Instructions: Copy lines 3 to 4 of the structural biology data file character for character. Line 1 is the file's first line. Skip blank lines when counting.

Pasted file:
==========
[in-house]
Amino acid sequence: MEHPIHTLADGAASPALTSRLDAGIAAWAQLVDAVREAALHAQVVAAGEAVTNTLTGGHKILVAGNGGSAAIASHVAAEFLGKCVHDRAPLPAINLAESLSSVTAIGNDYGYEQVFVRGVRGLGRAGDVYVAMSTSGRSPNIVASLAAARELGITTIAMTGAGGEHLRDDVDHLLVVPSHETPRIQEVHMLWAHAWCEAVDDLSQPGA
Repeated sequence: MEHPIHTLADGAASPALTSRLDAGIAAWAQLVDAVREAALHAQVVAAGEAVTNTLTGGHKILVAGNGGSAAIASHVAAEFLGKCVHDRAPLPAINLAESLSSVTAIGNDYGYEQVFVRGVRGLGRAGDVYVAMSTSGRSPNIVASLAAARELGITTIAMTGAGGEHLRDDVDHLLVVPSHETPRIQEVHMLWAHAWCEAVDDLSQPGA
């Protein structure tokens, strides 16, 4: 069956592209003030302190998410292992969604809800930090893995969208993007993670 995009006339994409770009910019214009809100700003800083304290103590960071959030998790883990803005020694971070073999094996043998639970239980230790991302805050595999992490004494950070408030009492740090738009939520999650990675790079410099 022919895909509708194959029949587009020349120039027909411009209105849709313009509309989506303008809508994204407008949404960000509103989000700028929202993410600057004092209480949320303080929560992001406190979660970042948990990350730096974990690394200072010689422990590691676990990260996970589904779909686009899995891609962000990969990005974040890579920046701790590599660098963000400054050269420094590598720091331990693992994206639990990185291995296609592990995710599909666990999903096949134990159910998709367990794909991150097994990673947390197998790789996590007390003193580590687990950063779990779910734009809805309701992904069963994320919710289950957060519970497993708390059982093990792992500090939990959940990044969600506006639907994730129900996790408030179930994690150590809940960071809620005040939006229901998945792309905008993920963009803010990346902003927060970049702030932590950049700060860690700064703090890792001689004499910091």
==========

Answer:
Repeated sequence: MEHPIHTLADGAASPALTSRLDAGIAAWAQLVDAVREAALHAQVVAAGEAVTNTLTGGHKILVAGNGGSAAIASHVAAEFLGKCVHDRAPLPAINLAESLSSVTAIGNDYGYEQVFVRGVRGLGRAGDVYVAMSTSGRSPNIVASLAAARELGITTIAMTGAGGEHLRDDVDHLLVVPSHETPRIQEVHMLWAHAWCEAVDDLSQPGA
């Protein structure tokens, strides 16, 4: 069956592209003030302190998410292992969604809800930090893995969208993007993670 995009006339994409770009910019214009809100700003800083304290103590960071959030998790883990803005020694971070073999094996043998639970239980230790991302805050595999992490004494950070408030009492740090738009939520999650990675790079410099 022919895909509708194959029949587009020349120039027909411009209105849709313009509309989506303008809508994204407008949404960000509103989000700028929202993410600057004092209480949320303080929560992001406190979660970042948990990350730096974990690394200072010689422990590691676990990260996970589904779909686009899995891609962000990969990005974040890579920046701790590599660098963000400054050269420094590598720091331990693992994206639990990185291995296609592990995710599909666990999903096949134990159910998709367990794909991150097994990673947390197998790789996590007390003193580590687990950063779990779910734009809805309701992904069963994320919710289950957060519970497993708390059982093990792992500090939990959940990044969600506006639907994730129900996790408030179930994690150590809940960071809620005040939006229901998945792309905008993920963009803010990346902003927060970049702030932590950049700060860690700064703090890792001689004499910091």